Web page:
There’s so much hurt in the world. Big, ugly hurting, like people being forced to leave their homeland in search of safety and shelter, food and water, work and fair wages, education and healthcare – all the things needed to live in human dignity.
There are also the more day-to-day hurts, for example, people not feeling well either physically, mentally, or spiritually.
How great is the need for the healing of the earth, countries, families, relationships, and of body, mind, or soul!!!
And so we pray to God for healing, moved by the teaching and example of Jesus. So much of his public ministry was devoted to healing, surely God will heal now?
As much evidence there is of how God answers prayers for healing, there’s just as much of how God says “no” or “not now, maybe later.” Why?
The silence of God sometimes makes us feel sorry for ourselves, or to murmur against God, maybe even decide to walk with God no more.
And it doesn’t help matters when people suggest that the hurt, whatever it is, should be seen as God’s punishment for sin.
But one of the lessons of the Bible, especially the Book of Job, is that while some suffering might be punishment for sin, that doesn’t cover every circumstance.
My own little experience with a puny sort of suffering (I can’t handle much) has led me to ask: if not as punishment, then why? Some possibilities I came up with are that maybe God wants…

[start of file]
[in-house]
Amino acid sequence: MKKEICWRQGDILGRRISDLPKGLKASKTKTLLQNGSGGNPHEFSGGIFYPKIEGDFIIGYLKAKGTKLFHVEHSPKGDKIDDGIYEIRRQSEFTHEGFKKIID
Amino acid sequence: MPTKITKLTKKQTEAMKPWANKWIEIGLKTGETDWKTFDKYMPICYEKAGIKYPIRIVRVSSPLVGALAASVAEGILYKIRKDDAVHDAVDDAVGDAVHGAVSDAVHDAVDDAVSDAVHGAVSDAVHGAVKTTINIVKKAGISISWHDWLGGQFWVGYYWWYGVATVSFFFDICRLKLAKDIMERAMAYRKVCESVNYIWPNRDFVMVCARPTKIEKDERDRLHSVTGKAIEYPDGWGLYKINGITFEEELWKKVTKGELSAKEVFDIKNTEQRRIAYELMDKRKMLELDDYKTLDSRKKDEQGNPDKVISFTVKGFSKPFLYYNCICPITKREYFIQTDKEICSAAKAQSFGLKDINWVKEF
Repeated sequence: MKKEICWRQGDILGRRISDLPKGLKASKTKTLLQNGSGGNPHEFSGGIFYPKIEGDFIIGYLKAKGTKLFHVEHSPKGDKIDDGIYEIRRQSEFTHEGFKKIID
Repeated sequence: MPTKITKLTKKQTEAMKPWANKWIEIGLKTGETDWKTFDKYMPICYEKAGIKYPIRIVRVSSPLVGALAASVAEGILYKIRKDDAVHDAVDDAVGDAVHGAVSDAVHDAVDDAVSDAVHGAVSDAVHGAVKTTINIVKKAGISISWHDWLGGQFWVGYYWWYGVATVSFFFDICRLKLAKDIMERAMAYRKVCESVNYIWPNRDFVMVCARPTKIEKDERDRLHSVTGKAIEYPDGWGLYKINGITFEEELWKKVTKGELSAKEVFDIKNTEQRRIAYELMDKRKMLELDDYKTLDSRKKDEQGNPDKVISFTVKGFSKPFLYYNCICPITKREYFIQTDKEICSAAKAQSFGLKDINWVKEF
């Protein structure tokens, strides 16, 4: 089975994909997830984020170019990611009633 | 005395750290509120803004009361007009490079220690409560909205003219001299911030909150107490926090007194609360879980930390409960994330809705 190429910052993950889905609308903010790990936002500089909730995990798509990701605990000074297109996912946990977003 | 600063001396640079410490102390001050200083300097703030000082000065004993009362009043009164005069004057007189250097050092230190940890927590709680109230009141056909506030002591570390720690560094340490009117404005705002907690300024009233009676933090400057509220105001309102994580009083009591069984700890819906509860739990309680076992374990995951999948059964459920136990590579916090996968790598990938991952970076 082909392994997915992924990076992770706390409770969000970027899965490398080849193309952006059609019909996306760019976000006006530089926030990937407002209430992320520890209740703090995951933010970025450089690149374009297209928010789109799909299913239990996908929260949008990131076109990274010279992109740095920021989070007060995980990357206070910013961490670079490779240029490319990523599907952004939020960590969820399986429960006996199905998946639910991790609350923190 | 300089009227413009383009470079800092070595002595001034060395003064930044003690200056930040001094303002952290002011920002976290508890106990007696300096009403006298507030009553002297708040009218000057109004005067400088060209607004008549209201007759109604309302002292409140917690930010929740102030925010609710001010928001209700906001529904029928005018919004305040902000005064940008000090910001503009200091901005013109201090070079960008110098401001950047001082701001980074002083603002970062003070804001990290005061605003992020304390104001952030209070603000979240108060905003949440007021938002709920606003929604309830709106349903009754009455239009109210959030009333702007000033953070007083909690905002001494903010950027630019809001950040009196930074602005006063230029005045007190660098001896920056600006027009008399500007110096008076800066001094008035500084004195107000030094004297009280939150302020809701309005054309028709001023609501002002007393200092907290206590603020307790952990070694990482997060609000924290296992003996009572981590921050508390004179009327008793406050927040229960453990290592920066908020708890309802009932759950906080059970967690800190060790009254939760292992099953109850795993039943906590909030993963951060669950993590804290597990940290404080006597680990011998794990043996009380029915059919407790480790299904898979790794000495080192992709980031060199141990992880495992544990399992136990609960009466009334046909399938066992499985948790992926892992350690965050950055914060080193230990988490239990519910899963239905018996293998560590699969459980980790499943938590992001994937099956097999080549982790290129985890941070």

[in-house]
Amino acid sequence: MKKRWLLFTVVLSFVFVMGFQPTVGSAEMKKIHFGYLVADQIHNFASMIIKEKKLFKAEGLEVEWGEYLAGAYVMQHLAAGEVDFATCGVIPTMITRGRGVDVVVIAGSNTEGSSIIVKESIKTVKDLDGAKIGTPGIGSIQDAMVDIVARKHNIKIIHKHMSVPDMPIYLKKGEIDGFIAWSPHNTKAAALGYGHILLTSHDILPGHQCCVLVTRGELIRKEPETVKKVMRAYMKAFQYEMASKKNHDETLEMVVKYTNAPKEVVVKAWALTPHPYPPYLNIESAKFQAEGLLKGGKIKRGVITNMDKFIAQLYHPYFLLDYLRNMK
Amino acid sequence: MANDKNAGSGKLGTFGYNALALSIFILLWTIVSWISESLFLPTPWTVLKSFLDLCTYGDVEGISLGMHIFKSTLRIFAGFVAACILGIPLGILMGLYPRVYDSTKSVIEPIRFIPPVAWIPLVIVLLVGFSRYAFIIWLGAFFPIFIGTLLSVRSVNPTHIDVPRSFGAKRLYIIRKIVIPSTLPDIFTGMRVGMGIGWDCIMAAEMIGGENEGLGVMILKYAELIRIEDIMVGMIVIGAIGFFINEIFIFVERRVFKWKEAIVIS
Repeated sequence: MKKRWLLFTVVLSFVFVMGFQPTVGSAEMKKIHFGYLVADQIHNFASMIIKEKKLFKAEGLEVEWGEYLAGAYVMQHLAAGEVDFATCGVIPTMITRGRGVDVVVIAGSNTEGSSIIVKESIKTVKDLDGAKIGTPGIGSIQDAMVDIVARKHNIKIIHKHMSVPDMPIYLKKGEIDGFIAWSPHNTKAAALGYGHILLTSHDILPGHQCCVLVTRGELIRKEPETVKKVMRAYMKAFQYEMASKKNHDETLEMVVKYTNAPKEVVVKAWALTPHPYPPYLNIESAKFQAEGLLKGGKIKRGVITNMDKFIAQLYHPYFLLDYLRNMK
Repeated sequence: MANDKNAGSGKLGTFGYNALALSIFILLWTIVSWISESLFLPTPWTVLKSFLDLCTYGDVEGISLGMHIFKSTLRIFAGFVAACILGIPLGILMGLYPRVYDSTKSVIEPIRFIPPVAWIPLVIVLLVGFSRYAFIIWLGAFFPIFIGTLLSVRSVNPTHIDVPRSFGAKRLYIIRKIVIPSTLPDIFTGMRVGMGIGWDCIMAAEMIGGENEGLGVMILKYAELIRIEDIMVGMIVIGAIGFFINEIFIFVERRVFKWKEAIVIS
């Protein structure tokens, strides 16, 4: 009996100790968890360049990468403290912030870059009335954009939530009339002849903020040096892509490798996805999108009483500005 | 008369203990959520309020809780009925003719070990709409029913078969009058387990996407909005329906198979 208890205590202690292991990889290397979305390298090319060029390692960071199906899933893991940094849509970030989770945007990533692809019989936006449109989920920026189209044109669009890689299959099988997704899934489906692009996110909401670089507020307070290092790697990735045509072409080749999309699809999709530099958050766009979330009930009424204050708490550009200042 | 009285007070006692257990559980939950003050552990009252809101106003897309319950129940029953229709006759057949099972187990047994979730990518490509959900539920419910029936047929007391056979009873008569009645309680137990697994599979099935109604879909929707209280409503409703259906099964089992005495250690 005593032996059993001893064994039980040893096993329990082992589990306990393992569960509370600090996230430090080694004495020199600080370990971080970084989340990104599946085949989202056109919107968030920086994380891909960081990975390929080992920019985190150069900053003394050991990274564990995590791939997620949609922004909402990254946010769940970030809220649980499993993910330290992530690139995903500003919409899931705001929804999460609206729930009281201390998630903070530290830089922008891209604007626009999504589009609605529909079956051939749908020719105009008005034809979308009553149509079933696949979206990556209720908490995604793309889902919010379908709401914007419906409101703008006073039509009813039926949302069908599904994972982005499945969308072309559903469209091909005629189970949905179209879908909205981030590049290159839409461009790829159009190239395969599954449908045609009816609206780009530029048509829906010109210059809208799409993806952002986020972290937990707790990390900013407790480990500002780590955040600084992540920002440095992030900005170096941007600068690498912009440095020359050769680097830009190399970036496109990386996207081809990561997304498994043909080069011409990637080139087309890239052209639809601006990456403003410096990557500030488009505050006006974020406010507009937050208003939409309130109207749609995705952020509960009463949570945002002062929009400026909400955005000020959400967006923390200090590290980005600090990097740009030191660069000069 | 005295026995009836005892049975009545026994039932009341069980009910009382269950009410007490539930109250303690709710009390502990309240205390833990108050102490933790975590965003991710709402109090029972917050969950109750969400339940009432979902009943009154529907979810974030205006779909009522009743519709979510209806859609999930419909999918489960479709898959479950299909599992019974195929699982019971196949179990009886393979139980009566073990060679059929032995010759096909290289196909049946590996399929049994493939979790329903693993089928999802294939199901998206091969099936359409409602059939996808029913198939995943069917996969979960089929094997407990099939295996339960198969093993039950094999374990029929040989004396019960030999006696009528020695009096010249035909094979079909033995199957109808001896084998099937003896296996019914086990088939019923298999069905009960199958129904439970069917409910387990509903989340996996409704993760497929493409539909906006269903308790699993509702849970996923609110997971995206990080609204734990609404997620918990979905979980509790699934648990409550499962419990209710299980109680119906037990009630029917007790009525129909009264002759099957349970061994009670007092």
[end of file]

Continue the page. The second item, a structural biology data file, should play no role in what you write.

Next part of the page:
… To teach us that we are not God, not in control
… To teach us how to fall, for that’s the way to learn how to get back up again
… To teach us how to appreciate sweet, for example, from the experience of sour
… To toughen us up, make us stronger, even healthier by the buffeting of suffering
… To wake us up to smell the roses – start living life, as this might be the last day!
… To open our eyes to others’ suffering, and our hearts to help them
… To identify with Jesus, who was innocent, yet silently endured suffering to save us
… Or to learn comfort with mystery: I don’t know everything, can’t know everything, and understand even less, and that’s okay.
And when my head doesn’t help deal with the hurt, I turn my heart to the cross of Christ, affirming that if love is the only explanation for that, then what else can be behind my littler cross?
Knowing that Divine Love is behind my suffering may not take the pain away, but it does take away the burden of it, or makes it sweet.
Looking at suffering through the filter of the cross of Christ, we ponder the possible reasons why God hasn’t answered prayers for healing, arriving at peace, saying: this is the hand of God, out of love, for my need.